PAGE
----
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New study on Holy Shroud confirms: “It’s the blood of a tortured man.”

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A four-year study on the Holy Shroud disproves the attacks by Borrini and Garlaschelli, but ultimately, it’s a matter of faith

A new four-year study, published in the scientific periodical Applied Optics, focuses on the Shroud, returning to the discussion of the authenticity of the Holy Shroud and questions raised by an examination of the blood conducted by Borrini and Garlaschelli. One of the objections raised concerned the color of the coagulated blood — rather than appear brown like normal coagulated blood, in the case of the Shroud, the color appears to be “too red.”

Those shades of red—explains Vatican Insider—were studied after the exposition of the Shroud in 2015, with lasers and optical instruments that also were used to determine if the image of the man has deteriorated (regarding the latter question: no).

The results: “The blood remains red if struck by ultraviolet rays of the same kind as those of sunlight,” explains Paolo Di Lazzaro, Enea researcher and vice-director of the International Center for Shroud Studies, which underwrote the study together with Inrim and Car researchers.

But, be careful—the devil is in the details—the phenomenon only happens with one particular kind of blood: “That of a person suffering from jaundice, or of someone who has been tortured.” The study was carried out on a sick person, “since we couldn’t torture anyone,” jokes Di Lazzaro. The hypothesis had already been formulated, and “we verified it, and we showed that the stains are true blood, there is ancient hemoglobin, not ochre or something else, although there are some people, such as the Cicap, who continue to say the opposite.”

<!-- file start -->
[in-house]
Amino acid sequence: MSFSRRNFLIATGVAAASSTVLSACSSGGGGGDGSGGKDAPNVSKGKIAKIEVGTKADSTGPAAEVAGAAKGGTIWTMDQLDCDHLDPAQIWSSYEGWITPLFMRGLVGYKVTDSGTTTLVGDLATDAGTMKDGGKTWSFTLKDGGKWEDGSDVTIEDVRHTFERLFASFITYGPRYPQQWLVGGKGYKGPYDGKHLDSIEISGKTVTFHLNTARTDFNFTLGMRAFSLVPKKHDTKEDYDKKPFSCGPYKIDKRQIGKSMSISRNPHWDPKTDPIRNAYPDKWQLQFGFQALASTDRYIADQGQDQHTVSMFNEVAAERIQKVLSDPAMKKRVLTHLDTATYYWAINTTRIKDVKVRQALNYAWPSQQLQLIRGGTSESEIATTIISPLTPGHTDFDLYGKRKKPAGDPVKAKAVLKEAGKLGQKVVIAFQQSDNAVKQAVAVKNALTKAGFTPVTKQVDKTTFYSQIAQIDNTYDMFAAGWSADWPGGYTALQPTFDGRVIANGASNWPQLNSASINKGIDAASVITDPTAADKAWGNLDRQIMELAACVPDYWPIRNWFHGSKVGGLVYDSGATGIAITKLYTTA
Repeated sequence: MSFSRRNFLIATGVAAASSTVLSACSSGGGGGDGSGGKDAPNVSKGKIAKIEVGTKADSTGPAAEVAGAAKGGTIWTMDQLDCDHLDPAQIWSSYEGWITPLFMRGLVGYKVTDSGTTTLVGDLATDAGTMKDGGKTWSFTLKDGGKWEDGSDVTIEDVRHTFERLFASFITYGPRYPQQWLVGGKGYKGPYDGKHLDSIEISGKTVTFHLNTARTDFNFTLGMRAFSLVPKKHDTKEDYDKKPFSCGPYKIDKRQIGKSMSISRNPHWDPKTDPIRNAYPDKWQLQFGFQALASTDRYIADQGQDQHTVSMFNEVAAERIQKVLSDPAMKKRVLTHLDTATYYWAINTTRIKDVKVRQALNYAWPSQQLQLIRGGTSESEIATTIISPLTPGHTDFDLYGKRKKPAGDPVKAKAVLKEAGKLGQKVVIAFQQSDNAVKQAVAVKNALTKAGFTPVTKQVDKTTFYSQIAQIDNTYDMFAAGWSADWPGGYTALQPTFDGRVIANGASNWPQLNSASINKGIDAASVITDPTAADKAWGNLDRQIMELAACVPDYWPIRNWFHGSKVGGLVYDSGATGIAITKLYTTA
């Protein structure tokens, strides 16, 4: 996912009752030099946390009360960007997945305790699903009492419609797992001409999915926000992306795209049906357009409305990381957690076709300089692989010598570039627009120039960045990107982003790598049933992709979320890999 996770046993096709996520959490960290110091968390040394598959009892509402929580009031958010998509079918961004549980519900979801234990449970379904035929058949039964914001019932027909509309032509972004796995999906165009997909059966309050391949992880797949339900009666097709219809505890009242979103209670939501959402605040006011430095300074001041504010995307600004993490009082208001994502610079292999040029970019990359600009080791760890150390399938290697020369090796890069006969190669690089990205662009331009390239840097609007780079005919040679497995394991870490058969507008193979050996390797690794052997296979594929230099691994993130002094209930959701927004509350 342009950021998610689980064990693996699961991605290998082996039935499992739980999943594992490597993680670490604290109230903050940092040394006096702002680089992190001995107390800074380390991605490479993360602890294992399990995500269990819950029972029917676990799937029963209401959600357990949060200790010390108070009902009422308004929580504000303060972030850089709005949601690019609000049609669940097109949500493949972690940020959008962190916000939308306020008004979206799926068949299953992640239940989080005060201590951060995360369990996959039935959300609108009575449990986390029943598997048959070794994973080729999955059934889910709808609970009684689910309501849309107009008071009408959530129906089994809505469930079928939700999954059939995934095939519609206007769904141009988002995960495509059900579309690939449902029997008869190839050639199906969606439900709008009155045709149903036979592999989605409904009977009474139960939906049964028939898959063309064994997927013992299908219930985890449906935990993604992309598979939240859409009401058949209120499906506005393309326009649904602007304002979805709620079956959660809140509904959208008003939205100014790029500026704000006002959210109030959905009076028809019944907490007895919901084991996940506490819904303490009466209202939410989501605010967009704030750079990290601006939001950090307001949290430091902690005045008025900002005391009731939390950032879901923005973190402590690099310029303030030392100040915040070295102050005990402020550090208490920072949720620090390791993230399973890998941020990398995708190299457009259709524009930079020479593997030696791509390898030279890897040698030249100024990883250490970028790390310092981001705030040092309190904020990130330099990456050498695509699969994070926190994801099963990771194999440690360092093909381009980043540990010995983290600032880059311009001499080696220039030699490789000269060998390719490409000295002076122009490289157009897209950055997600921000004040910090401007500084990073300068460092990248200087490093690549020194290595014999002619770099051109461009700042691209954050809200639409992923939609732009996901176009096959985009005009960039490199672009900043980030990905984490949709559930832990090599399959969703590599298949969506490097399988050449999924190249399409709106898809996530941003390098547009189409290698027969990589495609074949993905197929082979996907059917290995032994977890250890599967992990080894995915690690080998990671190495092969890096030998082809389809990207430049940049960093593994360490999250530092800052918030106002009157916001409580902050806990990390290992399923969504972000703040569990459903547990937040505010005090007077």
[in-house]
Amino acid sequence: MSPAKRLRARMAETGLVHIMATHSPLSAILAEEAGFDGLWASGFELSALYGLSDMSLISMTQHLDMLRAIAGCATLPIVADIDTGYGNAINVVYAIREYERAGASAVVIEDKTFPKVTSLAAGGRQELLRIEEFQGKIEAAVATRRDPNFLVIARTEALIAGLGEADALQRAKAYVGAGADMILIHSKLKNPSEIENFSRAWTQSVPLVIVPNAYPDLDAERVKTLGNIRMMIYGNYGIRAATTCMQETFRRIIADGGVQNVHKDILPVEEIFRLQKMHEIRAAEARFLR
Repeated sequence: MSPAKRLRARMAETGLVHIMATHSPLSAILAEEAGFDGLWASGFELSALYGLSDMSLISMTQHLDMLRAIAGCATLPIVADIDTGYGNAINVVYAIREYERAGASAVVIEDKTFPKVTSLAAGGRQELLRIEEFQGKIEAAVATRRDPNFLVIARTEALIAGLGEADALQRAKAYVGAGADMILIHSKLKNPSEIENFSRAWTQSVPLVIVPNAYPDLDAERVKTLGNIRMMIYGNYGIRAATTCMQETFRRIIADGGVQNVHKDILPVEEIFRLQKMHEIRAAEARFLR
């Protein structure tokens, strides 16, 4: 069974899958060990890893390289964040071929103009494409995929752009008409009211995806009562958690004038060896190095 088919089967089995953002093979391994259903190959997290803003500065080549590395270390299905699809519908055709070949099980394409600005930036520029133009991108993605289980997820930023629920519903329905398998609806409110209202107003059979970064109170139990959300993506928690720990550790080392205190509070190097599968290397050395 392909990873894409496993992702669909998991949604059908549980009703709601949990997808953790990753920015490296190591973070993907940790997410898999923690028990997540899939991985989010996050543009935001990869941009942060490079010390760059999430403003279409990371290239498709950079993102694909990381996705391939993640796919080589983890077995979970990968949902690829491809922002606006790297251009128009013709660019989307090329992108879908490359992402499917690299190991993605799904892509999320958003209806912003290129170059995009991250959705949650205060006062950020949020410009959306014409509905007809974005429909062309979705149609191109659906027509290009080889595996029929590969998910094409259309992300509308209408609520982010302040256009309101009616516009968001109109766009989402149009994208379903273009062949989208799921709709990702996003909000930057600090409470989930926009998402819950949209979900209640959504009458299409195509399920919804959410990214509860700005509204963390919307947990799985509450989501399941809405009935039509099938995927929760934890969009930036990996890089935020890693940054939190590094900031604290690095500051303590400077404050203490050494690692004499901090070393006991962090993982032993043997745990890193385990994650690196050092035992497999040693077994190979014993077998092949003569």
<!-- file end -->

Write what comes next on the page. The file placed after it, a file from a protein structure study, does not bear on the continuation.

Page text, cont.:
“The purpose,” explains Gian Maria Zaccone, director of the Center for Shroud Studies, “was to understand the reason for the red color of the bloodstains on the Shroud of Turin, a question much debated and about which many hypotheses have been made over time; regarding these, the study has made it possible to verify to what extent some of them are well-founded.” The work was carried out “using colorimetric measurements acquired in the past using non-invasive techniques that do not require physical contact.” Without entering into technical details which “I has a historian leave to experts in the matter, we can however say that there is an ulterior experimental explanation able to justify the particular color; moreover, it is also present in many ancient findings of people whose blood presents a very high amount of bilirubin, as well as elements that make it apparent that we are dealing with ancient blood.” The article “therefore introduces further elements into the recently-raised question regarding the authenticity and the characteristics of the blood present in the Shroud’s image.”

Scientific research continues to inquire about the origin of the Shroud, but the mystery of the image of this suffering man, which has traversed the centuries, remains. It truly is the image of the suffering Christ, and it encourages believers not so much to believe in its veracity, but to engage in an ongoing and continuous conversion. The Shroud’s existence will only be meaningful if it leads us to recognize Christ in the person of Jesus.

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